By 12:15 the engine was primed and ready to start. The BG Demon was given a half-dozen stabs to put fuel from the accelerator pump into an otherwise-dry manifold, and the starter was hit. After a couple of revolutions, the fuel hit the cylinders and the engine roared to life. Timing was set to about 5 degrees less than was expected to be finally used, and the break-in was carried out. Because of time constraints, it would have to be a short break-in, and we would have to forego an oil change to a more powerful synthetic like Mobil 1 or Joe Gibbs Racing's new synthetic race oil.
While the engine was breaking in, McCleary asked what the engine spec was. We told him what was contained within and that, with a few minor variations, it was essentially a D.S.S. build that we had done. "Well, those guys at D.S.S. must have a good handle on things" he said. "We build a crate-motor spec for those race customers of ours who want a reliable street motor, and it is really close to that. If you guys have done a good job, you should see better than 370 lb-ft and 375 hp. If you are really on the ball, it should better 380 lb-ft and go right around 400 hp."
After only a 20-minute break-in, our first pull was done, and a huge miss instantly made itself apparent. Pulling the plugs revealed two cylinders were running unbelievably rich. This led us to suspect a blocked jet. A subsequent rebuild of the carb revealed debris probably acquired during our move into the new shop at UNCC, but we had no time to do a rebuild. McCleary had a number of Demon carbs on hand, so we grabbed the first-available photo-perfect 750 off the bench and bolted that dude on. Things got better, but it was still way too rich. We were about to go into it when McCleary remembered it was a customer's carb and had been set up a day or two before on a 550hp-or-so 383-inch engine. The next carb was one of McCleary's dyno specials (i.e., it never goes on a car). It was ugly from extensive use but had been on an engine that McCleary thought might not be too far off from what we wanted. Time was ticking away, and it was not until about 3:30 that we got to do the first real pull.
The carb was close but not spot on. The engine made all the right noises on this pull and cranked out 378 hp along with 367 lb-ft-not bad for only 24 degrees of total timing. Now before you go thinking we should have set the timing at 34 degrees right off the bat, remember that one of the reasons the Edelbrock heads were used is that they have good swirl. This means a faster burn and, as such, less timing is needed to get the job done. Previous experience with heads having adequate swirl have shown they rarely need more than 29-30 degrees of total timing to maximize the horsepower. For the next pull, we ran 26 degrees, and output jumped by 12-some-odd horsepower and 14 lb-ft. This prompted going to 28 degrees total timing advance. The result was 385 lb-ft, 395 hp, and our deadline of 4 o'clock all at the same time.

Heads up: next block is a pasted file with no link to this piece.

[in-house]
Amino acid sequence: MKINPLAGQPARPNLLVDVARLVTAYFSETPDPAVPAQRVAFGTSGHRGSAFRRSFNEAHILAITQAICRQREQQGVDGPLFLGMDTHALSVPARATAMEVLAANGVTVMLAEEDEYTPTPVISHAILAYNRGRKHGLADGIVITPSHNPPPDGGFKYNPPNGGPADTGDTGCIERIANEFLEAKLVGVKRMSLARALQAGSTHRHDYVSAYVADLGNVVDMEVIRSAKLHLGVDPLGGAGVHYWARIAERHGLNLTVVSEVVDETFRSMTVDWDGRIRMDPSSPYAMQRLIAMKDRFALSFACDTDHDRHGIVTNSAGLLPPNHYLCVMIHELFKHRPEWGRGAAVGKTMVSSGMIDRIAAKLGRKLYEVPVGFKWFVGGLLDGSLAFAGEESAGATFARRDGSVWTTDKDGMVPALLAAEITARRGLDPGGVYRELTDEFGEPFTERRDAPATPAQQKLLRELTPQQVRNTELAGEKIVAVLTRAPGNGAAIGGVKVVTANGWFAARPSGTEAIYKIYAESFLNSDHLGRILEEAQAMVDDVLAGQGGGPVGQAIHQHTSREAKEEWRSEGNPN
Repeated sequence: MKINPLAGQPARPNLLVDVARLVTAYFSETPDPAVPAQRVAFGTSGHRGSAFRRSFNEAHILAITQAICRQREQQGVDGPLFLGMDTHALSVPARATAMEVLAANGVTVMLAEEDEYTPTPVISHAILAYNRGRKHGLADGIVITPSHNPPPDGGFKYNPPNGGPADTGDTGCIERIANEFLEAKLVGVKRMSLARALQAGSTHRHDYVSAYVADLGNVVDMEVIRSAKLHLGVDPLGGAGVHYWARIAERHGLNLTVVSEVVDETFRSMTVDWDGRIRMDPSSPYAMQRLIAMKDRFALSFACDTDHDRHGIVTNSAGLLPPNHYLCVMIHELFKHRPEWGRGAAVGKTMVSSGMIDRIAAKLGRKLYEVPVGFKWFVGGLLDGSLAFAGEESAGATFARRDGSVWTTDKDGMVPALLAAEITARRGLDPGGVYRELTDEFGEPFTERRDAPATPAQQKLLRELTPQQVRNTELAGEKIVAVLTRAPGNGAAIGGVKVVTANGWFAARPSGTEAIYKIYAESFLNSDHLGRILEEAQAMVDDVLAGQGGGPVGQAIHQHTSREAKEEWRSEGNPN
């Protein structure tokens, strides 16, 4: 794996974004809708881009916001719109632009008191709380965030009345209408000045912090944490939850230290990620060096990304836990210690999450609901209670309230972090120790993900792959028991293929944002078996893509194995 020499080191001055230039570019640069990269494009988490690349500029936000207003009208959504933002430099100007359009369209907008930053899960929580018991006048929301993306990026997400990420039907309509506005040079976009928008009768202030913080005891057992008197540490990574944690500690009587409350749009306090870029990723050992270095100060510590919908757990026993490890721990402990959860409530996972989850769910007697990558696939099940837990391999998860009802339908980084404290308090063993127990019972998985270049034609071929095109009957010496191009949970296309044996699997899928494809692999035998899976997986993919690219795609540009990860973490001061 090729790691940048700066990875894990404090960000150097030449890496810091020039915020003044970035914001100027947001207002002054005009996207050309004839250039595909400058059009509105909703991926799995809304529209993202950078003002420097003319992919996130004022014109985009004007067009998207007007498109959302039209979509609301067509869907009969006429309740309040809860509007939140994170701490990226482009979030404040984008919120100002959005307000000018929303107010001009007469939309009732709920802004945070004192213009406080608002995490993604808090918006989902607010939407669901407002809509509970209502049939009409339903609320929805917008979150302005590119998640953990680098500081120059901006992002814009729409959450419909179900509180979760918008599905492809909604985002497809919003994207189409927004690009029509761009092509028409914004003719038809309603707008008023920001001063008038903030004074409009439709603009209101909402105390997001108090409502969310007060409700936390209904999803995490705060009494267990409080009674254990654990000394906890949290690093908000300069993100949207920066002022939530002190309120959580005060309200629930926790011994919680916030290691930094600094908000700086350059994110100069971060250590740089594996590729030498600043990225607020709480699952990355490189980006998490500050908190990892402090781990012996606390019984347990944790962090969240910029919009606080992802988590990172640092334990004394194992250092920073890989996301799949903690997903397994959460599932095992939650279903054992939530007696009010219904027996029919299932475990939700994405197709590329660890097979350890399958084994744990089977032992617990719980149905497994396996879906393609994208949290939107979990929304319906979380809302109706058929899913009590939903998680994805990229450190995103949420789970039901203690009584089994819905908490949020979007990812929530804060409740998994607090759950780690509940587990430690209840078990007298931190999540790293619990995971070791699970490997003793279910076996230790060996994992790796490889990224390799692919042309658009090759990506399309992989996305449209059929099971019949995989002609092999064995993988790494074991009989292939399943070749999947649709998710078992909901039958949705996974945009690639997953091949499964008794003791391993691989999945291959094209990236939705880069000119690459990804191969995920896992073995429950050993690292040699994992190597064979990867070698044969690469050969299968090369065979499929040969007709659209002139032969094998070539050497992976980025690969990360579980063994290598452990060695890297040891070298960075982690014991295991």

Achieving 400 hp would have been nice, but no one was disappointed. Why? Because it was pretty much certain that another degree or so of timing would have netted a couple of horsepower as would the change to a synthetic oil. On top of that, a look at the plugs indicted some minor jetting changes would also have helped to an estimated tune of 3-4 hp. Given all these factors and a longer break-in, it looked fairly certain that this engine would have topped about 403 hp. As for it's streetability, we found that the dyno, which was set up for high-rpm race engines, would not lug our 5.0 down lower than 2,200 rpm because of its strong, low-speed torque. At 2,200 it showed a steady state 289 lb-ft. That's more than a stock 5.0 peaks out at.
At the end of the day, we think we can say that not only did we get a good-looking engine, but also a cost-effective one that met all our needs for a true street machine as well as high performance on the track.
The choice of heads for our project engine was not something that came about simply by hunting through catalogs. The UNC Charlotte flow bench was put to good use, and the results of many (but not all) of the popularly used heads were compared. One factor that played a strong role was the out-of-the-box flow-bench performance in relation to price. Here, the Edelbrock Performer RPM heads scored well. Not only did they closely replicate the flow figures of our smaller valved but ported Windsor Jr. Lites from World, but they also delivered some of the highest swirl numbers of any 20-degree Ford head. All these assets made them look good for our purposes.
A check with a few well-known engine builders who have great experience with a wide variety of heads sealed the deal, and a set was duly obtained from Edelbrock. The fact that the heads have high swirl means that better low-speed output is likely. This in turn allows a slightly larger cam to be used without the low-speed output becoming unacceptably low for the street. In practice, we found we could use a 280-degree-seat duration cam and still come up with a better low-speed output than an otherwise stock engine with a much smaller cam.